6. When the jam has been at a hard boil for exactly one minute, remove from the heat and immediately ladle into clean sterilized jars.
7. Before securing the lid on the jars with rings be sure to clean the tops of the jars, removing any residue so the lids get a good seal.
8. Next screw on the rings and process in a hot water bath to seal the jars.
Jam Recipes for Canning
Helpful tips for making jam, jelly and preserves
- Do not reuse metal lids.
- Canning rings are reusable as long as they are not rusted or dented.
- Have good heavy potholders available!
- Fresh jam is gorgeous! It smells heavenly and looks gorgeous. The first thing you’ll want to do is stick your finger in it to taste – DON’T do that as in reality this is boiling sugar!
- Don’t skimp on the amount of sugar or fruit in a recipe, if you do the jam may not set or it could be too firm. Canning is one part cooking, one part science!
- Lastly….if you make jam or jelly and it doesn’t set. Label it syrup – your family will never know the difference! 😉
What if you don’t have quite enough fruit, do you make the jam with less?
No, don’t skimp on the required amount of fruit in a recipe. If needed add water or juice to ensure it measures correctly.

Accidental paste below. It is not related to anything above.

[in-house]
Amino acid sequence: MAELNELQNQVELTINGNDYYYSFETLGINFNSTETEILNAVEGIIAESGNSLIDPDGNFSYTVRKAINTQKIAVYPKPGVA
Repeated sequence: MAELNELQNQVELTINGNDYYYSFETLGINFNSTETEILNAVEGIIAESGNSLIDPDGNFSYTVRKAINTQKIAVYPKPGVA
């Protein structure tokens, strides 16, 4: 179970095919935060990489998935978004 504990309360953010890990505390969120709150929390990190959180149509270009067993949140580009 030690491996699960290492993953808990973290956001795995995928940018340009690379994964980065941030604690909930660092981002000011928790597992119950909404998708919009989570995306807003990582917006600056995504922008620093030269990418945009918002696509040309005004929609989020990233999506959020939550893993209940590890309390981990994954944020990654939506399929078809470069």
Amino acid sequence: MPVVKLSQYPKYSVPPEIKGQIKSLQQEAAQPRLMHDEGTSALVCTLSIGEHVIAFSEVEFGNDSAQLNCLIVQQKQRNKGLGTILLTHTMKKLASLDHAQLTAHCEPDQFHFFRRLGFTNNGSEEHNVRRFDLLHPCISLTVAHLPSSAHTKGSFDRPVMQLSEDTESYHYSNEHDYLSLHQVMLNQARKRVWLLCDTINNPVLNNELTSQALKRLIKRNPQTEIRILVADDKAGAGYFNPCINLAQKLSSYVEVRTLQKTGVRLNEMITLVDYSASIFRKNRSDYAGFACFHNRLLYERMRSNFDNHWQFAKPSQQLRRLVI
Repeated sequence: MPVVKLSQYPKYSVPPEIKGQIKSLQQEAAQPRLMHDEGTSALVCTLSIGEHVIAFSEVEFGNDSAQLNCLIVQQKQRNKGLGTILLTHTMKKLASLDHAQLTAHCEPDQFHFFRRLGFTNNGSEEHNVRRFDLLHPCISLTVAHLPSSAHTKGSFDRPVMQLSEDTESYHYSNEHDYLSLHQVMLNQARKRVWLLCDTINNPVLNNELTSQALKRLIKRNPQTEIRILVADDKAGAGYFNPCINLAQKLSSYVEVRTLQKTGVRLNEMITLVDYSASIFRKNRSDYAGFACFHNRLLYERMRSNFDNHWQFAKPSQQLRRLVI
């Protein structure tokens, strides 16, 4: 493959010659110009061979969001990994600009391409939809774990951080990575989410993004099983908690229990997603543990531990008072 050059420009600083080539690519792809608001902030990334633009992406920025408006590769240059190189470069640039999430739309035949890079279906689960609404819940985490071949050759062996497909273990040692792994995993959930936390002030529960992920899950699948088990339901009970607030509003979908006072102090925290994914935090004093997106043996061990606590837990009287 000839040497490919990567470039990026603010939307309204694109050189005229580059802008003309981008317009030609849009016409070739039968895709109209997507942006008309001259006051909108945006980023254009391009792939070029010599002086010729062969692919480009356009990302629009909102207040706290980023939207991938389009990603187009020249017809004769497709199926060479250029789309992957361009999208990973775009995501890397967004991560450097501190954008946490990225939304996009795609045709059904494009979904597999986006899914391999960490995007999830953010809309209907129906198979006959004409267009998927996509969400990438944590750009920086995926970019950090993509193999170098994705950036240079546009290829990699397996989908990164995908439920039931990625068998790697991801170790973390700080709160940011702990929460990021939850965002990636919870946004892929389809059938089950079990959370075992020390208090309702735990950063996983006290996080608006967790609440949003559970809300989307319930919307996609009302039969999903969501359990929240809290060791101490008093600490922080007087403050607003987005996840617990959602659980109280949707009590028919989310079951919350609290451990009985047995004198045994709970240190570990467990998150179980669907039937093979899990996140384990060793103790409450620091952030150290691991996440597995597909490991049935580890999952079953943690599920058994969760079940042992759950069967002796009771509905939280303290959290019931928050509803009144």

Here are some of my most popular jams and jellies that I know you’ll love!
- Homemade Strawberry Jam
- Christmas Cookie Fig Jam Recipe
- Peach Jam
- Apricot Jam
- Blueberry Pizzaz Jam
- Ja Makin’ Me Crazy Mango Jam
- Bam Bam Pomegranate Jam
- More jam recipes? You bet! Just click here!
Recipes that use jelly and preserves
- Orange Marmalade Glazed Ham
- Baked French Toast with Strawberry Jam
- Blackberry Jam Recipe
- Homemade Vinaigrette
- Twisted PB&J Sandwich
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Here are the tools you’ll need to make jam!
- 8 oz. canning jars with lids
- 4 oz. canning jars with lids
- canning essentials box kit
- stainless steel ladle
If you post a photo, please tag me! I’d love to see your pictures! You can tag me with #bowlmeover or if you’re on Instagram use @bowl_me_over I can’t wait to see how yummy this turned out for you!
Strawberry Freezer Jam Recipe
Strawberry Freezer Jam Recipe
- 4 cups mashed strawberries
- 3 cups sugar
- 1 3 oz. Sure-jell low sugar pectin pink box, powder pectin
- Clean the berries. Remove the stems, mash and measure out exactly 4 cups of fruit.
- Measure the exact amount of sugar into a large pot. Add the pectin and whisk together.
- Stir in crushed berries and bring to a boil.
- Boil for exactly one minute – a hard boil you can't stir down.
- Remove from heat, ladle immediately into container, leaving 1/2 inch for expansion at the top.
- Let stand at room temperature for one day before refrigerating or freezing.